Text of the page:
"Losing a pet or other animal friend can be incredibly traumatic. This touching book is all about the bonds between humans and other species, and why we grieve their loss as much as we do." - Frans de Waal, New York Times bestselling author of Mama's Last Hug: Animal Emotions and What They Tell Us About Ourselves

"A thoughtful examination of a heartbreaking thing that happens to many of us, the death of a beloved pet, Lost Companions is a beautiful book about a largely ignored subject, and will help many people." - Elizabeth Marshall Thomas, New York Times bestselling author of The Hidden Lives of Dogs

"When animals enter our lives and hearts, a difficult inevitability arises. None of us live forever, and because we often outlive our beloved pets, we will miss them terribly someday. It's not a subject we like to talk about. Fortunately, Lost Companions does the talking for us, helping to prepare us, helping us to realize that grief is the flip side of all the delights they have given us and that we will always have." - Carl Safina, New York Times bestselling author of Beyond Words and Becoming Wild

"Many of us are devoted to the pets as well as the wild creatures that share the world with us. Their deaths can be wrenching, yet the culture we live in often trivializes our grief. With empathy and tenderness, Jeffrey Moussaieff Masson writes of the innate dignity of other animals and the strength and beauty of our mutual bond ― illuminating our right to love them, and mourn their leaving, as deeply as we want." - Lydia Millet, author of A Children's Bible

This information about Lost Companions was first featured in "The BookBrowse Review" - BookBrowse's membership magazine, and in our weekly "Publishing This Week" newsletter. Publication information is for the USA, and (unless stated otherwise) represents the first print edition. The reviews are necessarily limited to those that were available to us ahead of publication. If you are the publisher or author and feel that they do not properly reflect the range of media opinion now available, send us a message with the mainstream reviews that you would like to see added.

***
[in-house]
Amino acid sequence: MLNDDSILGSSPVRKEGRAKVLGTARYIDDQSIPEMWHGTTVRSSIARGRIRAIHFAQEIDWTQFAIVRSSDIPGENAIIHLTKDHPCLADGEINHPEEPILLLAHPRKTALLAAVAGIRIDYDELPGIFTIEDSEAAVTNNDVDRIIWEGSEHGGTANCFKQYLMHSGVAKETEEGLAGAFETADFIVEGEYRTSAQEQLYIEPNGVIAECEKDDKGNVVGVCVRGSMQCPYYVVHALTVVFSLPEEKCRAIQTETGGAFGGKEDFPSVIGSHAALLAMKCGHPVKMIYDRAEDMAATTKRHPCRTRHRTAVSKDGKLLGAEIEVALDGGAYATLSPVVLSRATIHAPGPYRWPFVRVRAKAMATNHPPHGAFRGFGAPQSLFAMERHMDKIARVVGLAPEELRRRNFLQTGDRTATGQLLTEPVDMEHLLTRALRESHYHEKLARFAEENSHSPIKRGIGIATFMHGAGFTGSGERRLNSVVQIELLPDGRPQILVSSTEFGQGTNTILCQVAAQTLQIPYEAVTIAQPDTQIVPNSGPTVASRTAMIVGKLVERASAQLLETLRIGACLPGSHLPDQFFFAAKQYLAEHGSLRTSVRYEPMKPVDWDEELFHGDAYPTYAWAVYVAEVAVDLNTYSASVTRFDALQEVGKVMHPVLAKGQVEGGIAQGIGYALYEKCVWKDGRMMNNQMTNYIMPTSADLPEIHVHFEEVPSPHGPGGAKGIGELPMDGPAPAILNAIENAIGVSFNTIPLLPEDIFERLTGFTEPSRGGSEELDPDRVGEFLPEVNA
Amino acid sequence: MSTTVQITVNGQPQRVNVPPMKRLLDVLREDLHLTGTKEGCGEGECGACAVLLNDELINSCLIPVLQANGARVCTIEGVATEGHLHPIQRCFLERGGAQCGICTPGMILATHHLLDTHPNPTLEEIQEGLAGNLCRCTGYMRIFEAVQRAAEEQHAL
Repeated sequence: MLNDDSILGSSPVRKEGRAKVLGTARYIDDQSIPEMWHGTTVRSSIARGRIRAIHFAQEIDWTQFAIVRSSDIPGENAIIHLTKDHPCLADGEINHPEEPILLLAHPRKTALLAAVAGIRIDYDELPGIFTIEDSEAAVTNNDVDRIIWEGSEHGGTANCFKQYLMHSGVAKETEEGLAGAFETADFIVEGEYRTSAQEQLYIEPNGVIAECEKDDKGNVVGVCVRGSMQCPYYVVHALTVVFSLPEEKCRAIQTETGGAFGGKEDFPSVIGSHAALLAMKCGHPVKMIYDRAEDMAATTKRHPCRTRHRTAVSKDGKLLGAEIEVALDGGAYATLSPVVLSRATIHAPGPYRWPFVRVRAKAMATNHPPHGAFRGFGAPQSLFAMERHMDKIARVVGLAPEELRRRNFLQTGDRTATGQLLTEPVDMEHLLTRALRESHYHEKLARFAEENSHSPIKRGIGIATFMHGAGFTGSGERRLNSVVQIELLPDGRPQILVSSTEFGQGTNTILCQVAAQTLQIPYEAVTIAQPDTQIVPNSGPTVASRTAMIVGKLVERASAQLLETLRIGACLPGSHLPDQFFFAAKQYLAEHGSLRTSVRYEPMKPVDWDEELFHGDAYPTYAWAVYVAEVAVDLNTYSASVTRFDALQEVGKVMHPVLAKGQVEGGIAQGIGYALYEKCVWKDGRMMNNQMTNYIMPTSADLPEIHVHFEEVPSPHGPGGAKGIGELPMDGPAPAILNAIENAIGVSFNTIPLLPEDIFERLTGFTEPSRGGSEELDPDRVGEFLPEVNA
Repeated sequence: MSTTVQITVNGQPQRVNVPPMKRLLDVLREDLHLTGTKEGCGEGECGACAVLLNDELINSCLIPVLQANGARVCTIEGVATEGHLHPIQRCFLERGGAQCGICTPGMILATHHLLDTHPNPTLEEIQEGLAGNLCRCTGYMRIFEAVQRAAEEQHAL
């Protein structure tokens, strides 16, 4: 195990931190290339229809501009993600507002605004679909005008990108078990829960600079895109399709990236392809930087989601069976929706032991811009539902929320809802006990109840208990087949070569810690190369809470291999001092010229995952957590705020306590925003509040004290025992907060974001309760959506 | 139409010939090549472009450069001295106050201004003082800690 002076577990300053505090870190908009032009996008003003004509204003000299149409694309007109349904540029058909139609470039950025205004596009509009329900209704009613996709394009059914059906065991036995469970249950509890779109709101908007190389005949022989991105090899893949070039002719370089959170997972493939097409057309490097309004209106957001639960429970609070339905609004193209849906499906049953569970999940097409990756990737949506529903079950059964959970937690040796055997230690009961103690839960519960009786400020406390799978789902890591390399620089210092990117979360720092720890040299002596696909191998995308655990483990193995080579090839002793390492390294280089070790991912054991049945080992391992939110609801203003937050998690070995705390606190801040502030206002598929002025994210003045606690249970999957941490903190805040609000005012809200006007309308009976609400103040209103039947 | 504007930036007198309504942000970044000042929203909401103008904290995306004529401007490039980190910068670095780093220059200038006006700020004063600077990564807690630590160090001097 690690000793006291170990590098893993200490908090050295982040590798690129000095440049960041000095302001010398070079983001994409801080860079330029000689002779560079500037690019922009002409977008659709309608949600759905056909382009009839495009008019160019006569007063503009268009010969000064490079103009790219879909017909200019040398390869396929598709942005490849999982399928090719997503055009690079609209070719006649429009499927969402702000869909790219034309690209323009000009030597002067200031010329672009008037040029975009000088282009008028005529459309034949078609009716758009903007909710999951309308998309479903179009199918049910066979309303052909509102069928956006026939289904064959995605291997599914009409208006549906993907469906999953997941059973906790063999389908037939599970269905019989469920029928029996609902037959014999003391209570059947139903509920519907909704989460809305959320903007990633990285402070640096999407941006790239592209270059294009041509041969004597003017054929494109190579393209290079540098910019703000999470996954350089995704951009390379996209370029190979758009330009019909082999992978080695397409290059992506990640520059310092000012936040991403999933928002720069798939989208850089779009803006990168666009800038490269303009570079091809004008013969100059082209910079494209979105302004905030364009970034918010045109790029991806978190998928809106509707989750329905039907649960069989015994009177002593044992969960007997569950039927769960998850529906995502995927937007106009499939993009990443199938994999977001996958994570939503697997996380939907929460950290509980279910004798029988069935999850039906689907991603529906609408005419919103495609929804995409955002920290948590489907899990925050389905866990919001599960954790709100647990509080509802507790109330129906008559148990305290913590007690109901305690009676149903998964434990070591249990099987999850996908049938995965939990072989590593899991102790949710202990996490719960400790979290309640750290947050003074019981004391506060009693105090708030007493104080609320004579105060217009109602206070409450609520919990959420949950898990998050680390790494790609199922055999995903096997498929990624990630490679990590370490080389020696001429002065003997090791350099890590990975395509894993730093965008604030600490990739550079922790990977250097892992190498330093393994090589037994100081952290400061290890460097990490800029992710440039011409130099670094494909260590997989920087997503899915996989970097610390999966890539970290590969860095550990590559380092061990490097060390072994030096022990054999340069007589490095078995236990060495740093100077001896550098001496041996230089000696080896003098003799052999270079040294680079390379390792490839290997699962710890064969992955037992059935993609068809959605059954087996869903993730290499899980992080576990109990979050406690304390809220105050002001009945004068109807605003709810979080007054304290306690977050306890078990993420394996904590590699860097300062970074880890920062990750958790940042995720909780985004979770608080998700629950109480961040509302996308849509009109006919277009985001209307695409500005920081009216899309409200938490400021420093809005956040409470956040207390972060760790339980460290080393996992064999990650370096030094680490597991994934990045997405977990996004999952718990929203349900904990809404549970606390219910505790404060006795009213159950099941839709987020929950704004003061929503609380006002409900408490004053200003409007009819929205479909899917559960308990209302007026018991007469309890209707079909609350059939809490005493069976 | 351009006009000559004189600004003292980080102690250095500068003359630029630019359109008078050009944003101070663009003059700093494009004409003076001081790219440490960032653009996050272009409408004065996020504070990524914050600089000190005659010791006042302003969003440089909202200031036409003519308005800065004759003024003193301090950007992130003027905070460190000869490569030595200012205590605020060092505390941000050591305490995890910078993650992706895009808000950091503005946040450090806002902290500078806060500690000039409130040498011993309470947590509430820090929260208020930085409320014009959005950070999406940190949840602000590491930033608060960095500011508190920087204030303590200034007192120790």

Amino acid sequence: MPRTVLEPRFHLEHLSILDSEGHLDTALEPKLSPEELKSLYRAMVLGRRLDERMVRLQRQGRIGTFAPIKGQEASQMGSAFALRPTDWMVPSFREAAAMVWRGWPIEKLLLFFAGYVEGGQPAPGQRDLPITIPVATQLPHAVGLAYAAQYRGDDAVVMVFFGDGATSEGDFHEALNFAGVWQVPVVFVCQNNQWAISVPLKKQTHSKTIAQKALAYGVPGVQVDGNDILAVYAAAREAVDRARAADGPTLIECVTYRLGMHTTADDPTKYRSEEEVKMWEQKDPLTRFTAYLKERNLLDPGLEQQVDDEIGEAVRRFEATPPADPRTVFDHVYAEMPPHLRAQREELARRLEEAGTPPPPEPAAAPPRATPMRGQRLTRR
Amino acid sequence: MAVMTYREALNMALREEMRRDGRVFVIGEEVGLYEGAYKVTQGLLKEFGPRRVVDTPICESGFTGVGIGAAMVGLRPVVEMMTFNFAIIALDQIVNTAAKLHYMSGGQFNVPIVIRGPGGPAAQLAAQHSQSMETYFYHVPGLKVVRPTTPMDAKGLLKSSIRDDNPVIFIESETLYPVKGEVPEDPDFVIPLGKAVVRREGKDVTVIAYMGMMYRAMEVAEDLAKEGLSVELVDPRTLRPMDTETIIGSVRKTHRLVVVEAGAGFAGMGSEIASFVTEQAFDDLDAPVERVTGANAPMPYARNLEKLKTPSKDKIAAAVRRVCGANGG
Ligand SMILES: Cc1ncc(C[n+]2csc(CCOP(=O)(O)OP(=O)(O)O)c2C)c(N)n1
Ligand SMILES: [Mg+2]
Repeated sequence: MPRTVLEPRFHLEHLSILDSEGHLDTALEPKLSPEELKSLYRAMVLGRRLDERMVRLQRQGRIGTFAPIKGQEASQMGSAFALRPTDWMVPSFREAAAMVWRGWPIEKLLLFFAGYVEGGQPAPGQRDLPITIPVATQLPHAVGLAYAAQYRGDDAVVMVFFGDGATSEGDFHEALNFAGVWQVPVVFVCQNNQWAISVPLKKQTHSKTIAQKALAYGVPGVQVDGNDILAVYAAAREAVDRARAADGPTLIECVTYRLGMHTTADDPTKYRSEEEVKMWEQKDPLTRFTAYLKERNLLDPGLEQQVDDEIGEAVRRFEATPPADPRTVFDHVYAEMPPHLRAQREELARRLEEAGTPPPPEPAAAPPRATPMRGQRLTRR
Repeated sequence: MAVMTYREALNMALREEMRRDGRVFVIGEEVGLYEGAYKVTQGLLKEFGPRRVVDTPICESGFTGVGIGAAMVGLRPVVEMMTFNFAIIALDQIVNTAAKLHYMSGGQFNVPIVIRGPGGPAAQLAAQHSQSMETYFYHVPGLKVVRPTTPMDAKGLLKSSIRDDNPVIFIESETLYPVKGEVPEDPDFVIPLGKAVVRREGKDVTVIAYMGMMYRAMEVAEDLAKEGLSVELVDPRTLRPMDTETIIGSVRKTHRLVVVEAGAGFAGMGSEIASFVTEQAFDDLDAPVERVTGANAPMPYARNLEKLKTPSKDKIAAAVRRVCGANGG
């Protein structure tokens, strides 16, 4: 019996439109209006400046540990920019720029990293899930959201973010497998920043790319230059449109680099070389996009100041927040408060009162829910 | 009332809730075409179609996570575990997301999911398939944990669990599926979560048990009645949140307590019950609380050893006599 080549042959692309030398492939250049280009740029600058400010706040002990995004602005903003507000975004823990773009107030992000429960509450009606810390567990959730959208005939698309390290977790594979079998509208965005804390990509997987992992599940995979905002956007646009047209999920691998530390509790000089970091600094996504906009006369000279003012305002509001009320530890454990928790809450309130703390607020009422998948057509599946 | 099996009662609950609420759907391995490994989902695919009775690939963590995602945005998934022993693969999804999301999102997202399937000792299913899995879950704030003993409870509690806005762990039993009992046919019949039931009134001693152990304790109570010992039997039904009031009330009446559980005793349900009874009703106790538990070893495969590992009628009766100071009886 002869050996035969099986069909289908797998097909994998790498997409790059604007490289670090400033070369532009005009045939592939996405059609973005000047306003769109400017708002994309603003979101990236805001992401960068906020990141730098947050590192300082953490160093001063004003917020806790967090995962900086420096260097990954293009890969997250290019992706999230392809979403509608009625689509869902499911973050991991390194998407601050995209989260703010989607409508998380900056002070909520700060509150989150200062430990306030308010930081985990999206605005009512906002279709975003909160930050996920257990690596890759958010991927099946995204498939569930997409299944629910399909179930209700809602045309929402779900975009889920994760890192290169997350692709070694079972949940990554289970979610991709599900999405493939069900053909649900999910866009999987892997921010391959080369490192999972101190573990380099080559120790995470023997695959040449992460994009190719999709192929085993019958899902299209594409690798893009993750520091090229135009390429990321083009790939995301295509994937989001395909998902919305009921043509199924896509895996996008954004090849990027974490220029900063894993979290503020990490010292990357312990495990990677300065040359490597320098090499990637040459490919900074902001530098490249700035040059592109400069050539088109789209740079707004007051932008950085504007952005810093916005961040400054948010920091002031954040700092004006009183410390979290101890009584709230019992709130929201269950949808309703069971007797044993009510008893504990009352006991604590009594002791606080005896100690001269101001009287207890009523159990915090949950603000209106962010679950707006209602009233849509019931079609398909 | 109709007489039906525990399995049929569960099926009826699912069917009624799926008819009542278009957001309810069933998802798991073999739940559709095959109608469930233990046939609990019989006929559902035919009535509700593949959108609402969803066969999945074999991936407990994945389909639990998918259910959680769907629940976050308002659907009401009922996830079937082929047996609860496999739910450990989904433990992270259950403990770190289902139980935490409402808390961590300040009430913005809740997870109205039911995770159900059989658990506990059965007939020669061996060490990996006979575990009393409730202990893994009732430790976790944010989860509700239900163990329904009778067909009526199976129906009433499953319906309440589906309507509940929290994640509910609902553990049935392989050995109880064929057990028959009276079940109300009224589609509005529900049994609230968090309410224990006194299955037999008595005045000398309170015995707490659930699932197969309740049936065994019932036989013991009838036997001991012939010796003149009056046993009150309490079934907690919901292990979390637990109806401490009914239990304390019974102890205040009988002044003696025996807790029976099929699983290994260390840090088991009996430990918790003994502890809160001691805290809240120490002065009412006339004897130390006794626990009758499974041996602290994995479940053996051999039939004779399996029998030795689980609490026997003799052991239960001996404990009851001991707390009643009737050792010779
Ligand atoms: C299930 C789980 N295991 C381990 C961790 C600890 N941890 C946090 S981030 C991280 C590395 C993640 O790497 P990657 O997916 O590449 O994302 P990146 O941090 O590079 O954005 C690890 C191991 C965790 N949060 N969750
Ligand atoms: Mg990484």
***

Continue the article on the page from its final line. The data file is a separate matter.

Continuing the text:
Any "Author Information" displayed below reflects the author's biography at the time this particular book was published.

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Author Information

Jeffrey Moussaieff Masson Author Biography

Jeffrey Moussaieff Masson is an American author. Masson is best known for his conclusions about Sigmund Freud and psychoanalysis.

Jeff has a Ph.D. in Sanskrit from Harvard University. He was Professor of Sanskrit at the University of Toronto. While at the university he trained as a Freudian analyst (from 1971-1979) graduating as a full member of the International Psycho-Analytical Association. In 1980 he became Project Director of the Sigmund Freud Archives.

Given access to Freud's papers in London and the Library of Congress, his research led him to believe that Freud made a mistake when he stopped believing that the source of much human misery lay in sexual abuse. Masson's view was so controversial within traditional analytic circles that he was fired from the archives and had his ...